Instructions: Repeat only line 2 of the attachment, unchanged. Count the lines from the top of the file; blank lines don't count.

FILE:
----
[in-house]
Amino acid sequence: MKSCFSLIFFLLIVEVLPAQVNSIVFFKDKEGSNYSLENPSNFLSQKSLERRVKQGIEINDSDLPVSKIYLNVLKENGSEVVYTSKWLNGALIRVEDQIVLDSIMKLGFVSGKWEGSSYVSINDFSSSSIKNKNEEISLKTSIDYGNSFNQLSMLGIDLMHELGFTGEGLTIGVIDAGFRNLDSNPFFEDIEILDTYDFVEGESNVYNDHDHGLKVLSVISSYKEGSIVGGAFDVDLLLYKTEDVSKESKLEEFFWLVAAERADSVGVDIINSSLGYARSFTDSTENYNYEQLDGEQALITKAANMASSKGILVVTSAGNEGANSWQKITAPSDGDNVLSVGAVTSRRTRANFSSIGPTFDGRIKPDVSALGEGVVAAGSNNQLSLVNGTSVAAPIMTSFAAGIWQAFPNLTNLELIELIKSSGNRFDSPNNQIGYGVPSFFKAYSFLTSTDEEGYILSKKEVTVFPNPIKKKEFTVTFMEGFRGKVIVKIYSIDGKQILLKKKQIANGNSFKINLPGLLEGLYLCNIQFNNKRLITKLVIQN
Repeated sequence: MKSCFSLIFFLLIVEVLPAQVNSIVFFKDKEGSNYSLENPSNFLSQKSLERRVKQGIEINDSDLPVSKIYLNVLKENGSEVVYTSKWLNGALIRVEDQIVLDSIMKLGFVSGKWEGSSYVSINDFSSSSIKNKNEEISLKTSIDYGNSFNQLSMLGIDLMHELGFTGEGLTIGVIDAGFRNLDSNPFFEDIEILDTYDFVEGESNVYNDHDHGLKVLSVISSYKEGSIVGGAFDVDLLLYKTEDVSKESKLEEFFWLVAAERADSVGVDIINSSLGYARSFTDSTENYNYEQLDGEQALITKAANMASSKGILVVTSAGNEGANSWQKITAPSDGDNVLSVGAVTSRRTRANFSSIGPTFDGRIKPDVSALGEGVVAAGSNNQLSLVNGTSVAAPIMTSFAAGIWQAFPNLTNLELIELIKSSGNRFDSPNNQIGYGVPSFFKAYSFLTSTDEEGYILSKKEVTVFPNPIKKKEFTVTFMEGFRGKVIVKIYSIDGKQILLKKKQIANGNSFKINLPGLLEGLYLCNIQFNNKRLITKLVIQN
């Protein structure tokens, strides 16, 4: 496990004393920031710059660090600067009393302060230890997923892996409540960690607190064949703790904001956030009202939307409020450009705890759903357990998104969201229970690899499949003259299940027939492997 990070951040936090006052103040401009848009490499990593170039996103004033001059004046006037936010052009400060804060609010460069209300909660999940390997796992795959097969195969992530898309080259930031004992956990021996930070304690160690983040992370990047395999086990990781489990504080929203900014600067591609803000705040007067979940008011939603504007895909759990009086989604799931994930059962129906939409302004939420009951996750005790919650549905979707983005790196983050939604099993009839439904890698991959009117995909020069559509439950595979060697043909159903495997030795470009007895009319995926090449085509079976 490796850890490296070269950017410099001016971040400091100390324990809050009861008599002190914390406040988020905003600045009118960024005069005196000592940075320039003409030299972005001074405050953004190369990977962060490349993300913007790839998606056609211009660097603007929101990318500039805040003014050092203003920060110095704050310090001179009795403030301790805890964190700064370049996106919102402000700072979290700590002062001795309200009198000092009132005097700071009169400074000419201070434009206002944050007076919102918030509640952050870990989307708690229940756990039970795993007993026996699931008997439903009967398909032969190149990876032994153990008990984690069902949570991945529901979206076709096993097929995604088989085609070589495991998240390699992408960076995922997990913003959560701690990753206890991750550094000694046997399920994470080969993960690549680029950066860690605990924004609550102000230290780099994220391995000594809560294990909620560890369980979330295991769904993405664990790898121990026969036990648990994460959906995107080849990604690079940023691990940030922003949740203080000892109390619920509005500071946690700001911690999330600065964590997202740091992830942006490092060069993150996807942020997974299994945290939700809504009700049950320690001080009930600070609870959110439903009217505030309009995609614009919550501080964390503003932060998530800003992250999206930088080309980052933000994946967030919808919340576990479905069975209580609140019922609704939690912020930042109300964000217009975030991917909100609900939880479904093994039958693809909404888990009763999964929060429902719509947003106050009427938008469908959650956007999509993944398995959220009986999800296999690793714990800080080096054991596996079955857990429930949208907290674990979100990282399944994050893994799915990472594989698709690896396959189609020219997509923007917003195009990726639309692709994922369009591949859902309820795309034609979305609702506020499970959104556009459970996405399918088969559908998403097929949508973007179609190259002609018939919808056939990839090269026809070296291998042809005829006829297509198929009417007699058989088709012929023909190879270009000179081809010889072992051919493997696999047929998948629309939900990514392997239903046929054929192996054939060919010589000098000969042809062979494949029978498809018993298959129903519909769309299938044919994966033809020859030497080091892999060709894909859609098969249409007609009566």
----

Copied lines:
Amino acid sequence: MKSCFSLIFFLLIVEVLPAQVNSIVFFKDKEGSNYSLENPSNFLSQKSLERRVKQGIEINDSDLPVSKIYLNVLKENGSEVVYTSKWLNGALIRVEDQIVLDSIMKLGFVSGKWEGSSYVSINDFSSSSIKNKNEEISLKTSIDYGNSFNQLSMLGIDLMHELGFTGEGLTIGVIDAGFRNLDSNPFFEDIEILDTYDFVEGESNVYNDHDHGLKVLSVISSYKEGSIVGGAFDVDLLLYKTEDVSKESKLEEFFWLVAAERADSVGVDIINSSLGYARSFTDSTENYNYEQLDGEQALITKAANMASSKGILVVTSAGNEGANSWQKITAPSDGDNVLSVGAVTSRRTRANFSSIGPTFDGRIKPDVSALGEGVVAAGSNNQLSLVNGTSVAAPIMTSFAAGIWQAFPNLTNLELIELIKSSGNRFDSPNNQIGYGVPSFFKAYSFLTSTDEEGYILSKKEVTVFPNPIKKKEFTVTFMEGFRGKVIVKIYSIDGKQILLKKKQIANGNSFKINLPGLLEGLYLCNIQFNNKRLITKLVIQN